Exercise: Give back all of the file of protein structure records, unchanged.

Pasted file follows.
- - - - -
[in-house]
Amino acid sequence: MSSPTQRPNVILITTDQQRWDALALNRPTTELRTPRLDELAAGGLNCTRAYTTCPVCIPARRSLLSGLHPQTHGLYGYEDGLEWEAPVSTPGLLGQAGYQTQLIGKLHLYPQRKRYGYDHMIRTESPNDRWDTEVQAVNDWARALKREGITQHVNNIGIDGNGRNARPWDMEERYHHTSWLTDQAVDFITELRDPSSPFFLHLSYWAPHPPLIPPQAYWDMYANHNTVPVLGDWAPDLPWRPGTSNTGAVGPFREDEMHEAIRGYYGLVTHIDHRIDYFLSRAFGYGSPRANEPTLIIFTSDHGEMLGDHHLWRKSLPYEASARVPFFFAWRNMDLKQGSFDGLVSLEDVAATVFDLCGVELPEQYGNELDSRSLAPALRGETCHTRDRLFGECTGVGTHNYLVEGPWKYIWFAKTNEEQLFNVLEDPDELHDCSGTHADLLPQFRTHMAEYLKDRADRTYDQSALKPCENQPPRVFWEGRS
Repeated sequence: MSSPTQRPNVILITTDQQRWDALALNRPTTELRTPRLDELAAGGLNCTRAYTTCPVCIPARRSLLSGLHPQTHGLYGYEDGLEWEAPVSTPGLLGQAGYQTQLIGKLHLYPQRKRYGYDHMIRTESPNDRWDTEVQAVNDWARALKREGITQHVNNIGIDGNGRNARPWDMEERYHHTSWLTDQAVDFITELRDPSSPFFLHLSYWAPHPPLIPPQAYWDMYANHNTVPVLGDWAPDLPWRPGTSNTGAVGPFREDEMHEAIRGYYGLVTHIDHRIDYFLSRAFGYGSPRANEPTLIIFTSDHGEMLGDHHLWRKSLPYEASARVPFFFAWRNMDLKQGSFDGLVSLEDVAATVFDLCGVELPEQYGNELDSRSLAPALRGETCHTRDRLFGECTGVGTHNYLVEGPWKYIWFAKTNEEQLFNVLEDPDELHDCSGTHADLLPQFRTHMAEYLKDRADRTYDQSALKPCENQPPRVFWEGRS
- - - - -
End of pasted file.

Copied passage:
[in-house]
Amino acid sequence: MSSPTQRPNVILITTDQQRWDALALNRPTTELRTPRLDELAAGGLNCTRAYTTCPVCIPARRSLLSGLHPQTHGLYGYEDGLEWEAPVSTPGLLGQAGYQTQLIGKLHLYPQRKRYGYDHMIRTESPNDRWDTEVQAVNDWARALKREGITQHVNNIGIDGNGRNARPWDMEERYHHTSWLTDQAVDFITELRDPSSPFFLHLSYWAPHPPLIPPQAYWDMYANHNTVPVLGDWAPDLPWRPGTSNTGAVGPFREDEMHEAIRGYYGLVTHIDHRIDYFLSRAFGYGSPRANEPTLIIFTSDHGEMLGDHHLWRKSLPYEASARVPFFFAWRNMDLKQGSFDGLVSLEDVAATVFDLCGVELPEQYGNELDSRSLAPALRGETCHTRDRLFGECTGVGTHNYLVEGPWKYIWFAKTNEEQLFNVLEDPDELHDCSGTHADLLPQFRTHMAEYLKDRADRTYDQSALKPCENQPPRVFWEGRS
Repeated sequence: MSSPTQRPNVILITTDQQRWDALALNRPTTELRTPRLDELAAGGLNCTRAYTTCPVCIPARRSLLSGLHPQTHGLYGYEDGLEWEAPVSTPGLLGQAGYQTQLIGKLHLYPQRKRYGYDHMIRTESPNDRWDTEVQAVNDWARALKREGITQHVNNIGIDGNGRNARPWDMEERYHHTSWLTDQAVDFITELRDPSSPFFLHLSYWAPHPPLIPPQAYWDMYANHNTVPVLGDWAPDLPWRPGTSNTGAVGPFREDEMHEAIRGYYGLVTHIDHRIDYFLSRAFGYGSPRANEPTLIIFTSDHGEMLGDHHLWRKSLPYEASARVPFFFAWRNMDLKQGSFDGLVSLEDVAATVFDLCGVELPEQYGNELDSRSLAPALRGETCHTRDRLFGECTGVGTHNYLVEGPWKYIWFAKTNEEQLFNVLEDPDELHDCSGTHADLLPQFRTHMAEYLKDRADRTYDQSALKPCENQPPRVFWEGRS